People ask me how I became interested in insects in general and wasps in particular. If I answer honestly to the second part of the question, I must admit I probably pursued wasps because no one could call me a sissy for catching something that can fight back. Indeed, I’ve been stung a few times, but not nearly as many as you might imagine. Most wasps are solitary, and females simply don’t have large numbers of helpless eggs, larvae, and pupae to defend. Such is the case with wasps in the genus Tachysphex, family Crabronidae.
These are diminutive insects, averaging only 6-10 millimeters in length. They sure do pack a lot of energy into that tiny body, though. Watch one and try not to get dizzy. They are so high-strung that you’d swear they drink the wasp equivalent of double-shot espresso. Their quickness is essential to their success at catching prey, fending off parasites, and evading predators.
I was lucky enough to find the specimen above in a state of near torpor, one morning at Wild Outdoor World Arizona. This is basically the only time I’ve seen one sit still. Females are usually going to town digging a burrow or seeking prey. The most accurate records of prey indicate that Tachysphex uses mostly grasshoppers (Acrididae) as hosts, but katydids (Tettigoniidae), crickets (Gryllidae), cockroaches (Blattodea), and mantids (Mantodea) are provisioned by some species. Immature (nymph) stages of those insects are stung into paralysis by the female wasp. She flips the helpless victim onto its back, grabs one of its antennae in her jaws, and cradles it with at least one pair of legs. She will fly her prize back to the nest or haul her heavier cargo overland.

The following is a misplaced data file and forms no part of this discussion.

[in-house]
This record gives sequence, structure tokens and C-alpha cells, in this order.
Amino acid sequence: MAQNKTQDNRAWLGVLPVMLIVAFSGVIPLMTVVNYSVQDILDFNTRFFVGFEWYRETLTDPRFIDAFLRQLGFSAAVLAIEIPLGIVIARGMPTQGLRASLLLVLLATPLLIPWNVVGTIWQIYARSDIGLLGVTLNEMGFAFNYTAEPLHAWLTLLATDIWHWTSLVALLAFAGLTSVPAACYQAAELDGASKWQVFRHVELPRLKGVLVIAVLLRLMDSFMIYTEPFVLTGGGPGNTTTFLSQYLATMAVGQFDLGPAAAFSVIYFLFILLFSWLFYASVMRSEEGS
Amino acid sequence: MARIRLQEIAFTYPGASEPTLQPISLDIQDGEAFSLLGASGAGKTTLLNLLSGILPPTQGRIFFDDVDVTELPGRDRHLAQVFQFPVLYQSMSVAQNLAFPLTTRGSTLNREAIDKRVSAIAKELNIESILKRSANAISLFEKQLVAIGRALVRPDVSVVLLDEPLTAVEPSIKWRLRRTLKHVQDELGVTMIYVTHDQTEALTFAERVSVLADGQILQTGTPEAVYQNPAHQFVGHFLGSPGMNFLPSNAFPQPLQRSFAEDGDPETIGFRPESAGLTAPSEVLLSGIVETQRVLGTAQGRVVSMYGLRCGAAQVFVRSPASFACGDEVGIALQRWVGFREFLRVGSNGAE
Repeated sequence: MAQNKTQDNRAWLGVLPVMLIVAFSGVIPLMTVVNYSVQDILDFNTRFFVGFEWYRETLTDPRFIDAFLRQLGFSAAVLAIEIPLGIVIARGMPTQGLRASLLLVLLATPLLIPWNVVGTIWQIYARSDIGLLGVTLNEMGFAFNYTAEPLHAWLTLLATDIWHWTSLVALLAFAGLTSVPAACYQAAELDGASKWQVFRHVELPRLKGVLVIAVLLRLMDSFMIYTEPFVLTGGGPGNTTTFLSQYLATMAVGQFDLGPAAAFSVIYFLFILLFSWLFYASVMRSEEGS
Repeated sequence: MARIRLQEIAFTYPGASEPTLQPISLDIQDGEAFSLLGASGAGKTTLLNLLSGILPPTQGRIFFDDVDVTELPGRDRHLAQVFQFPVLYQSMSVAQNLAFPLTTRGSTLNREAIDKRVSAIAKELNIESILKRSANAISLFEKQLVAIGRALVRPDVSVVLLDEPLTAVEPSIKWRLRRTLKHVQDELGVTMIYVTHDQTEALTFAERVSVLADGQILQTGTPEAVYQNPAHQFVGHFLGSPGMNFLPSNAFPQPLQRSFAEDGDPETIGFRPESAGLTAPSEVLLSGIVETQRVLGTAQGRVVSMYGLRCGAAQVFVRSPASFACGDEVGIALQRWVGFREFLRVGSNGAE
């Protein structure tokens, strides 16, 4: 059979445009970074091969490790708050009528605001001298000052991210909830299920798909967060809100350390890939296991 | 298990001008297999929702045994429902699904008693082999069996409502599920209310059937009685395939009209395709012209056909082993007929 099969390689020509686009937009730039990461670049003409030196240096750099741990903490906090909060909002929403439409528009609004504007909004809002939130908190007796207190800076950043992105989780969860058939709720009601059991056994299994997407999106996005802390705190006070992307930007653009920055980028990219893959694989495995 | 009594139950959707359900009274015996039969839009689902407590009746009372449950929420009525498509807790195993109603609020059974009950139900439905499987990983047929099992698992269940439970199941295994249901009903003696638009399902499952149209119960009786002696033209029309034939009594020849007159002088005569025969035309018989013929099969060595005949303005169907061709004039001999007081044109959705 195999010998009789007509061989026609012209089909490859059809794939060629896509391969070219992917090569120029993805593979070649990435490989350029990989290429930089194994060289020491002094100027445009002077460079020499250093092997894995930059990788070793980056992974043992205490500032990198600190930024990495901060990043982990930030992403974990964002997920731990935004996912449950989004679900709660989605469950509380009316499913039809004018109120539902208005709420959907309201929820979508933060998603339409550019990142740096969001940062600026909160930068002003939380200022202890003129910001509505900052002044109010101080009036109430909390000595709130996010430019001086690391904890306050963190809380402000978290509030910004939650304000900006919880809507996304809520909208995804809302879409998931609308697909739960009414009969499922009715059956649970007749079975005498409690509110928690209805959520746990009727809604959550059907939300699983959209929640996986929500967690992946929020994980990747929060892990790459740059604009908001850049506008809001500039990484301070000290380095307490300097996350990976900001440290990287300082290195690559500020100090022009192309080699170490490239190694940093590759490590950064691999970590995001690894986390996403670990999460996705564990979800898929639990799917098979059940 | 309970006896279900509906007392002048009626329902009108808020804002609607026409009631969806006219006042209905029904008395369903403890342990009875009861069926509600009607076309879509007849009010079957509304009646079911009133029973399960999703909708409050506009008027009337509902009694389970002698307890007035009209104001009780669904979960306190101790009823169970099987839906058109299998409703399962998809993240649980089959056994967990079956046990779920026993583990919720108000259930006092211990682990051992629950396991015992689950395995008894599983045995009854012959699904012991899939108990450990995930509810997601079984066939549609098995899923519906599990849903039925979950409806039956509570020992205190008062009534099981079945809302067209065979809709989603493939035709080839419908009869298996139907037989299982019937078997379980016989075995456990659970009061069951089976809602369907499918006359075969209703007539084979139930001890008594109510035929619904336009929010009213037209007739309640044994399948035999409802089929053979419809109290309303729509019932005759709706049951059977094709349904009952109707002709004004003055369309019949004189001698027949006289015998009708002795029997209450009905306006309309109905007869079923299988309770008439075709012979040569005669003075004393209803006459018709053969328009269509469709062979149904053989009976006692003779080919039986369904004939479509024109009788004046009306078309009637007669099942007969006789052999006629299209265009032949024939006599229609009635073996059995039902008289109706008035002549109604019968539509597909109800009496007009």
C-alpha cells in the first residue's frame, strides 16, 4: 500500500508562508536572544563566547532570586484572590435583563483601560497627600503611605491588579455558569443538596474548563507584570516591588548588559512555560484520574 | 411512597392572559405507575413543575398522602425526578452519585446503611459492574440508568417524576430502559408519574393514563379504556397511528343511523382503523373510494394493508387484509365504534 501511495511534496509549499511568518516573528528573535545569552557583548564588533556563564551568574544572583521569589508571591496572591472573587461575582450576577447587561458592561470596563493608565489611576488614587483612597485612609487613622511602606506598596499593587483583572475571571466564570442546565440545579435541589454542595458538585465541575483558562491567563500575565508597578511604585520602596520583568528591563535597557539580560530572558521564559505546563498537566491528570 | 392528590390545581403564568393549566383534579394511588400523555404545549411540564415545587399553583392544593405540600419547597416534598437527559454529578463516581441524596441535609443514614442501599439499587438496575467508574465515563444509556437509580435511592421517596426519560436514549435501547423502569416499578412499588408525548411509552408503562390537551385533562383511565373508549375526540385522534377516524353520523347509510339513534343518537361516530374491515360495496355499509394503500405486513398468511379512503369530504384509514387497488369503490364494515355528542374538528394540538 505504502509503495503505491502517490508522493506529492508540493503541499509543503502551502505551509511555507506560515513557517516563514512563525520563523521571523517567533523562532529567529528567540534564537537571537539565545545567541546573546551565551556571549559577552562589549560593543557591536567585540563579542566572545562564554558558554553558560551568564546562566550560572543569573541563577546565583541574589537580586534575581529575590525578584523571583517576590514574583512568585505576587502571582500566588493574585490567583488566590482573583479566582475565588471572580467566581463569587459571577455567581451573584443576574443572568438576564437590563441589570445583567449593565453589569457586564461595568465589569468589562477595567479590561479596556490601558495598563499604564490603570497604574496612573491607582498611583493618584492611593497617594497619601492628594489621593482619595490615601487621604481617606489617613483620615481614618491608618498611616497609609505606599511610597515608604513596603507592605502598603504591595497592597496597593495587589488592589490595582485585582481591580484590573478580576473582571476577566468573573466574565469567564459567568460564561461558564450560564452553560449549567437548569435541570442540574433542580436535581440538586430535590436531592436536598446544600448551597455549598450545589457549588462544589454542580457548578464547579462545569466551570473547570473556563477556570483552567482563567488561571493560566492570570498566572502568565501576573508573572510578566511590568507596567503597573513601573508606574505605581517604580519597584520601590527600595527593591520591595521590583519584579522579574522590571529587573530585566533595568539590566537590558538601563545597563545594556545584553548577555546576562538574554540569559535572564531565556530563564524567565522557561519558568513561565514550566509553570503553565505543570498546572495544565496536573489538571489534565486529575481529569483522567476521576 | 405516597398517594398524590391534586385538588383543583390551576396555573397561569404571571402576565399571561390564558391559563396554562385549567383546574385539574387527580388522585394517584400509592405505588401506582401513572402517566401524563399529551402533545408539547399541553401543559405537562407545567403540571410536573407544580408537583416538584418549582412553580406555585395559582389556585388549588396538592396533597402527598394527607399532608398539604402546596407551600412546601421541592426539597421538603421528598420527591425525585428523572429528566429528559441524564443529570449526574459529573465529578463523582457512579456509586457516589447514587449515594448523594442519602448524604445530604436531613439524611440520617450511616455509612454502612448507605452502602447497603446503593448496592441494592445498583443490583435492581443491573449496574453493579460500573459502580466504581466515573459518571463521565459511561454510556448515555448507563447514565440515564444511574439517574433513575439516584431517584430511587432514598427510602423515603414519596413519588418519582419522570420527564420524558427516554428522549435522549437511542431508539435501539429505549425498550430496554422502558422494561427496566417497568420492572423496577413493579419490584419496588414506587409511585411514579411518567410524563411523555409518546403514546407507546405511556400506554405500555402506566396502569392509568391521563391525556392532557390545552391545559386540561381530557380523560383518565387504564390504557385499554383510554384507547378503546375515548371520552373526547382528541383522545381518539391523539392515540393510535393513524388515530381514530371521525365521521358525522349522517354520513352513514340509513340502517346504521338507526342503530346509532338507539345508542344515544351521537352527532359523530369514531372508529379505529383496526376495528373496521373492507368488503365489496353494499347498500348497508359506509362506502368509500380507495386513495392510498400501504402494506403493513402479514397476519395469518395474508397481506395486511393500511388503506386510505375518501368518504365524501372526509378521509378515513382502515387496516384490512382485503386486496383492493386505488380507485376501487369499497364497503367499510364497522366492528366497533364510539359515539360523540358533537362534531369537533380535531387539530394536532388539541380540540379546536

The wasp excavates a shallow burrow in sand or soil before going hunting. The female shown in the remaining images here was being thwarted by the asphalt of the road shoulder she was on. Once she got through the thin layer of fine gravel and other debris, there was that damn pavement….every time!
An underground tunnel dug in a suitable substrate usually includes multiple cells where the prey are stored. One to eight or more victims are placed in each cell depending on their size, a single egg laid on the underside of the thorax of the last one into the tomb.
Among the enemies of Tachysphex are those pesky satellite flies (Sarcophagidae: Miltogramminae), bee flies (Bombyliidae), velvet ants (Mutillidae), and cuckoo wasps (Chrysididae, including Hedychridium). All are parasitic on the larval Tachysphex and/or consume the insect prey provided by the female wasp for her offspring to eat.
Watch for these tiny little busy-bodies, but don’t expect to find them easily. I have rarely seen them visiting flowers. Mostly, you catch a glimpse of them darting around on the ground, among weedy vegetation in open habitats. There are roughly 43 species in North America, collectively ranging across the entire continent (into the Northwest Territories in at least one case, the Yukon in another). No doubt more species await formal description, or even discovery.